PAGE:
AfriCOBRA: The Evolution of a Movement at Galerie Myrtis by Angela N. Carroll
“And then the dreamer’s dreamer had his balloon busted on a Memphis motel balcony. And that was the last balloon. And it was Chicago again and Harlem again, and San Francisco and D.C. and Cleveland and everywhere. And COBRA was born. And Law and Order. And off the pig. And we angrily realized that sleepers can die that way.”- Jeff Donaldson
This year marks the 50th Anniversary of the African Commune for Bad Relevant Artists (AfriCOBRA), a collective whose rapturous imagery and uncompromising political proclamations have galvanized the spirits and psyches of African Americans for generations. Compelled by unrelenting racial violence against Black liberation efforts across the U.S. and around the world, and the untimely assassination of Civil Rights leader Dr. Martin Luther King Jr. in 1968, Jeff Donaldson, Wadsworth Jarrell, Jae Jarrell, Barbara Jones-Hogu and Gerald Williams formed COBRA, Coalition of Black Revolutionary Artists. With the addition of Napoleon Jones-Henderson and Nelson Stevens, COBRA became AfriCOBRA.
Donaldson wrote in the seminal essay 10 in Search of a Nation that a major goal of the collective was to “strive for images inspired by African people/experience and images which African people can relate to directly without formal art training and/or experience.” AfriCOBRA has maintained that charge and continues to render exquisite, complex and affirming reflections of Black life.
AfriCOBRA: The Evolution of a Movement, a group retrospective at Galerie Myrtis, exhibits a broad selection of recent works from two of the collective’s founders and several of its later members. The selections featured in Galerie Myrtis are a fraction of the groups prolific body of work. In honor of the anniversary other notable galleries and museums including Kravets Wehby Gallery (NY), the Brooklyn Museum (NY) in collaboration with the Tate Modern (UK), and the Kavi Gupta Gallery (Chicago) are concurrently exhibiting their own retrospectives.
Inspired by the breadth and historical importance of AfriCOBRA on the Black Arts Movement and contemporary art in general, Curator Myrtis Bedolla noted that, “[AfricCOBRA] are bold and creative intellectuals whose aesthetic principals and philosophical concepts help shape artistic activism. Their imagery and messaging which spans 50 years continues to be relevant and inspirational.”
Select works from Akili Ron Anderson, Kevin Cole, Adger Cowans, Michael Harris, Napoleon Jones-Henderson, James Phillips, Frank Smith, Nelson Stevens, and Renee Stout expound upon rather than mimic the collectives distinctive style; bright koolaid colors, distinguished portraits, and blatant revolutionary slogans. Founding member Nelson Stevens and the collectives most recent addition interdisciplinary artist Renee Stout spoke with me about the evolution of AfriCOBRA.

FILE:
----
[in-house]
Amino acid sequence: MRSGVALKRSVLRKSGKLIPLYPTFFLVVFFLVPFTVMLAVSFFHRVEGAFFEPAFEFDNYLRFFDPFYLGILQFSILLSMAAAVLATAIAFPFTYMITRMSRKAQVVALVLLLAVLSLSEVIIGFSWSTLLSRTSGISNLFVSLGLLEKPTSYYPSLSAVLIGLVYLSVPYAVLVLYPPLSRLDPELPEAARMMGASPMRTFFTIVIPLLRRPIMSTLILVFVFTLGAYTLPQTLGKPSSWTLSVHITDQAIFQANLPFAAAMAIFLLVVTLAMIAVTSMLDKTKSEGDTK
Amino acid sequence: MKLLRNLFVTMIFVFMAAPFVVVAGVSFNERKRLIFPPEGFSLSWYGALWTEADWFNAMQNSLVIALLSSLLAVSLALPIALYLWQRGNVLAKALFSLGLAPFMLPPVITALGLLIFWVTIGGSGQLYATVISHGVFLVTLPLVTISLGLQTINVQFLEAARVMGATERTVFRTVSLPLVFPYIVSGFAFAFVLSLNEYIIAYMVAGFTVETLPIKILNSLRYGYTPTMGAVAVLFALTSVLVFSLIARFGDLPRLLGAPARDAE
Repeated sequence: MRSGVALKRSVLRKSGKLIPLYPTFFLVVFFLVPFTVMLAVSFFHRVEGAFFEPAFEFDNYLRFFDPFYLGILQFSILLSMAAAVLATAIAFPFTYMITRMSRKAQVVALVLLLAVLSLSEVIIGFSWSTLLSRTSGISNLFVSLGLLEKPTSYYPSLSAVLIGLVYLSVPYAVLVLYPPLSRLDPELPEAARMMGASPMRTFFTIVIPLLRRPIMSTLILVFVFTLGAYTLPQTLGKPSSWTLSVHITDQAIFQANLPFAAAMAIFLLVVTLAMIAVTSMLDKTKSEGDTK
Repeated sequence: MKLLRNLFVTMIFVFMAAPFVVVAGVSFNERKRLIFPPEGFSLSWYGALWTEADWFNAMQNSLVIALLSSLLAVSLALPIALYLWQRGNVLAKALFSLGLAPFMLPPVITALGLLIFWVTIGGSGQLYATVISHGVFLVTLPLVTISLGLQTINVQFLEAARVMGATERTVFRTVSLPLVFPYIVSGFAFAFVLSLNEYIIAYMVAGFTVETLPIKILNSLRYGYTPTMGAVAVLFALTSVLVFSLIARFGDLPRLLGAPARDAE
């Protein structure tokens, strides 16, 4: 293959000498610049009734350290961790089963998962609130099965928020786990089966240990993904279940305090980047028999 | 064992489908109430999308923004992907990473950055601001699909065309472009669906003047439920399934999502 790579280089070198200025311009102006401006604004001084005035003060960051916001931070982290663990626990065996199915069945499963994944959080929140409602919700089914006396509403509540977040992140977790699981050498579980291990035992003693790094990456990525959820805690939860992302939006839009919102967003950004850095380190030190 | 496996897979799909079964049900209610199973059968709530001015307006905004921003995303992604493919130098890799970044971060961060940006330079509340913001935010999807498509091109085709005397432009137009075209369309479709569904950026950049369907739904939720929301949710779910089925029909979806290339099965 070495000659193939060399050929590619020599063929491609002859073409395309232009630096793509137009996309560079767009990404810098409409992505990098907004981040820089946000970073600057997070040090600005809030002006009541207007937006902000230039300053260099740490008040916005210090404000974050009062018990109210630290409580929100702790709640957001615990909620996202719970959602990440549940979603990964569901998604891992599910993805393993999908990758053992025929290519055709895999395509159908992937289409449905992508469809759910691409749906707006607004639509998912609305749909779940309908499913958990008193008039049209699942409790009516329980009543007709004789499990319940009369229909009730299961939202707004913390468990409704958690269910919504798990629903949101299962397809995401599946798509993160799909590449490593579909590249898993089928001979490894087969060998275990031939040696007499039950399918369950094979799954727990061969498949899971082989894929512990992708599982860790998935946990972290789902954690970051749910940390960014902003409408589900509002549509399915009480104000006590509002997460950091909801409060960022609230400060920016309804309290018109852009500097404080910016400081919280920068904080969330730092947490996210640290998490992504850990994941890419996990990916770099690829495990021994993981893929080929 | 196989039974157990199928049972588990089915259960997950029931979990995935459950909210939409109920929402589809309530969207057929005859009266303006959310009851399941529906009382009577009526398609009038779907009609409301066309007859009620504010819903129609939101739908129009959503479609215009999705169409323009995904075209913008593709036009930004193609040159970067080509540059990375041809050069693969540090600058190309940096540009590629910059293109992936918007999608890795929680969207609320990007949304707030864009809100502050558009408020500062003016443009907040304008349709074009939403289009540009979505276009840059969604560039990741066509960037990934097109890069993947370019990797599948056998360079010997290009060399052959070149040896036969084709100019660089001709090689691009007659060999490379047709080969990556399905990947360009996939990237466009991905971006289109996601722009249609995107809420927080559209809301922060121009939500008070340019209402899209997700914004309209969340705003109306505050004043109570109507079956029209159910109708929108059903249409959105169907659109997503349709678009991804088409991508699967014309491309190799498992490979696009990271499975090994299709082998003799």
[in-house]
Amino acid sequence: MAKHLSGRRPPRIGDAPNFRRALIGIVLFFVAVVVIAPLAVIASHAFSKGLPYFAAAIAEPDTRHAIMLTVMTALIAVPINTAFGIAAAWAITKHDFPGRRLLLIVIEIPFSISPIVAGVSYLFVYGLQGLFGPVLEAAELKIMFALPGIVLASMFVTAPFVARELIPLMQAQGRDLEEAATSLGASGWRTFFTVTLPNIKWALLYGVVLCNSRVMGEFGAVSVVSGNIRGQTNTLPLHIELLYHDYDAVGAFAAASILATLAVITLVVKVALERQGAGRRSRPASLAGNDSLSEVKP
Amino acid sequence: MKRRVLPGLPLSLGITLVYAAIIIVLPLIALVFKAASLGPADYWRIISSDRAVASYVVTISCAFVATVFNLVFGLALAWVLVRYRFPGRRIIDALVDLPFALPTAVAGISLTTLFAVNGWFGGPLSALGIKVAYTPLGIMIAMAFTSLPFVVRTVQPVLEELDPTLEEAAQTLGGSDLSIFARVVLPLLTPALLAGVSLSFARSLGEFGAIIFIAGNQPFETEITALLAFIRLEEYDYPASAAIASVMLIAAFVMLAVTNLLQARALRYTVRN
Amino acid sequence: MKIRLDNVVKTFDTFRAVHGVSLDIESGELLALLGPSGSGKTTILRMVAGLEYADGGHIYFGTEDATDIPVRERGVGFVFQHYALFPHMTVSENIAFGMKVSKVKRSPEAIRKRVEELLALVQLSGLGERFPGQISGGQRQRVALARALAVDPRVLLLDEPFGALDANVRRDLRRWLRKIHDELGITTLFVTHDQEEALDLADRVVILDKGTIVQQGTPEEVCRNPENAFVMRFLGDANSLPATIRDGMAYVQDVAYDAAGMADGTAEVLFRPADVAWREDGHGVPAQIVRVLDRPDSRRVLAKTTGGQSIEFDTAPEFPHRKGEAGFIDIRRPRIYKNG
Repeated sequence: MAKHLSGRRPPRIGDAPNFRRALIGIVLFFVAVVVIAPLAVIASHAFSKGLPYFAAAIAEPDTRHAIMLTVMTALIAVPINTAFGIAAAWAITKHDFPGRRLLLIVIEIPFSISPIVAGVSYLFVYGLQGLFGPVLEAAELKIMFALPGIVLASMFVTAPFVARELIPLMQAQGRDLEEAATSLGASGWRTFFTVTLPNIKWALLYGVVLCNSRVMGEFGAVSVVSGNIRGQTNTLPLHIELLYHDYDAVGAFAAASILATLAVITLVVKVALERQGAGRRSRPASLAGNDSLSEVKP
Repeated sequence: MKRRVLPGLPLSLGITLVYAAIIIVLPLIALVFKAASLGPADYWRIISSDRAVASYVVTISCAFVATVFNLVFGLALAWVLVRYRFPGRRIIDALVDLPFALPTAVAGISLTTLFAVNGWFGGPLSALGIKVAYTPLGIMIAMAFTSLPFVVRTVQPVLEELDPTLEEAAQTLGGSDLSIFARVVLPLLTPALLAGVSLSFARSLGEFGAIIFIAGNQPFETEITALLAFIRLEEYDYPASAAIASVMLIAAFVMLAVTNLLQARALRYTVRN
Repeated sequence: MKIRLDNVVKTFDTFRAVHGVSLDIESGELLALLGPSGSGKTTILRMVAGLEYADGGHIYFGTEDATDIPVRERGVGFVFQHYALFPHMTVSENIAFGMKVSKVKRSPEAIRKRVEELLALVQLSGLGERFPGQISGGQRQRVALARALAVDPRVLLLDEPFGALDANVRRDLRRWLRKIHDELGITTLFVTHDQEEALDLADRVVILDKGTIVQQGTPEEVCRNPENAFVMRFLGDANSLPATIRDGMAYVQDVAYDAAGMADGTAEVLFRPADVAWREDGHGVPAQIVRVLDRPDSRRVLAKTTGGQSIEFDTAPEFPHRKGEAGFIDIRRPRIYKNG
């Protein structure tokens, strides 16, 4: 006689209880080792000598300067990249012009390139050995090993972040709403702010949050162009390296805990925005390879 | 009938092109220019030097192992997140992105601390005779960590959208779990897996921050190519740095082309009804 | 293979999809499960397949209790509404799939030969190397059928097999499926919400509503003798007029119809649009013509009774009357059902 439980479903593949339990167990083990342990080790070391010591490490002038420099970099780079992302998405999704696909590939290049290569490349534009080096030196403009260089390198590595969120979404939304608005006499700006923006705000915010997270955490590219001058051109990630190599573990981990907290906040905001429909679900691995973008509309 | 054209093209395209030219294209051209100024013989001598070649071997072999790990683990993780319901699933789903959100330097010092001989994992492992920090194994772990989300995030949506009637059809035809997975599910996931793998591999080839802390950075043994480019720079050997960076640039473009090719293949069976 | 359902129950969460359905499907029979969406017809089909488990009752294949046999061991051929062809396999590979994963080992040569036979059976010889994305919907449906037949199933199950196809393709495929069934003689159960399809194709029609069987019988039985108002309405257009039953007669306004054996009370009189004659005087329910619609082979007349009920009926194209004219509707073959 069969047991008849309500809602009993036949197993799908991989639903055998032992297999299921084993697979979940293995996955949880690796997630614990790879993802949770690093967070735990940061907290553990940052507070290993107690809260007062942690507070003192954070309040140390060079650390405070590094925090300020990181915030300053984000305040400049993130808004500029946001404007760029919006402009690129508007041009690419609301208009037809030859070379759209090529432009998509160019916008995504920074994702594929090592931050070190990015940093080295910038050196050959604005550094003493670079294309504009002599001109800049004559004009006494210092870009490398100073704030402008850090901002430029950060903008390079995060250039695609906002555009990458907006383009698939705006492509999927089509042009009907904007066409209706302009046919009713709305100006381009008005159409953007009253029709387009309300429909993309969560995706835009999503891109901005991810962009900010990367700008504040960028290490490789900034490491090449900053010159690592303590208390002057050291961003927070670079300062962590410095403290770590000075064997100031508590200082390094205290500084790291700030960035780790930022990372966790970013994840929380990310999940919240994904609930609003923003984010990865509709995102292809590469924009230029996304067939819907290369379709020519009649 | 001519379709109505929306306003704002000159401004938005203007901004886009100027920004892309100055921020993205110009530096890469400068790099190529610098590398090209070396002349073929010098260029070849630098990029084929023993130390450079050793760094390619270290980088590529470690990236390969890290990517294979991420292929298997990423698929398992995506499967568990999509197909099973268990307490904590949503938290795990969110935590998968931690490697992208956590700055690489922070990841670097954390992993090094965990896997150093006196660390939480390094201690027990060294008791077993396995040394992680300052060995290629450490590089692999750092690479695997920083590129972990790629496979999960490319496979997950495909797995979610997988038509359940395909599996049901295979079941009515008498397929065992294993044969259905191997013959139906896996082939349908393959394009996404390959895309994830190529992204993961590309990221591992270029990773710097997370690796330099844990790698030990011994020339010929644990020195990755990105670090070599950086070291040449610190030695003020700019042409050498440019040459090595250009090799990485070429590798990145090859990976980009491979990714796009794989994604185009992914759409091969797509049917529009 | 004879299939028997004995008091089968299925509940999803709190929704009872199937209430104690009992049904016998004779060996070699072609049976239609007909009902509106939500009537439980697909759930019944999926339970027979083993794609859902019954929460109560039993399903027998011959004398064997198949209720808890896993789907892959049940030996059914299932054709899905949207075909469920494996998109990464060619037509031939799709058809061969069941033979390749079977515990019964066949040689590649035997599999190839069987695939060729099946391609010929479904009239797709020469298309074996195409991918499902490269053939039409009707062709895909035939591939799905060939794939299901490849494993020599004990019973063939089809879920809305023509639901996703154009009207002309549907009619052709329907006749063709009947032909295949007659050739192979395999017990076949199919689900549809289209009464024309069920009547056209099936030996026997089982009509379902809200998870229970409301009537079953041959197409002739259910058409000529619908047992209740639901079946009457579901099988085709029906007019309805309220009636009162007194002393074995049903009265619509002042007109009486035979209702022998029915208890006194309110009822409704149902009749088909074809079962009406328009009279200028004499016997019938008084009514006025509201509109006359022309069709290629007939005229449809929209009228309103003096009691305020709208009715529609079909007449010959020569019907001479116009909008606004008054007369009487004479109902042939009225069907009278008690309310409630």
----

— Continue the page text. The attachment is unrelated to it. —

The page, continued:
Angela Carroll: Why do you believe the imagery and messaging of AfriCOBRA has remained relevant?
Nelson Stevens: Because the problems are still with us. We are in the place where Emmett till got killed. He was about four years younger than me and living in Chicago and visiting Mississippi and killed for whistling to a white girl. My forte is exploring the physiognomy of Black folks here and now. I am interested in that particular spirituality and attributes of blackness. In 1969 I graduated from Kent State University with an MFA in art. I went to the College Art Association Conference looking for a job because prior to that I was teaching Junior High in Cleveland and at the Cleveland Museum of Art.
I met [Jeff] Donaldson at the College art Association Conference and he was excited to see my art and I was excited to [see] his, because I hadn’t met him before but I had read his name and knew he was one of the founders of The Wall of Respect which was made two years earlier in 1967 Chicago at 43rd and Langley Ave. Me and my family moved to the area, when we did he called and asked if I would come to a meeting. There I met several other artists who were extremely proficient and had an ideology as to how to use their particular skills towards advancing Black people. In Cleveland the skill level was very high, but the political level was lacking. I was really excited to meet other artists who were thinking seriously along the same lines as I was.
AC: Renee, you have been creating work independently for the last few decades. What prompted you to join AfriCOBRA at this stage in your career?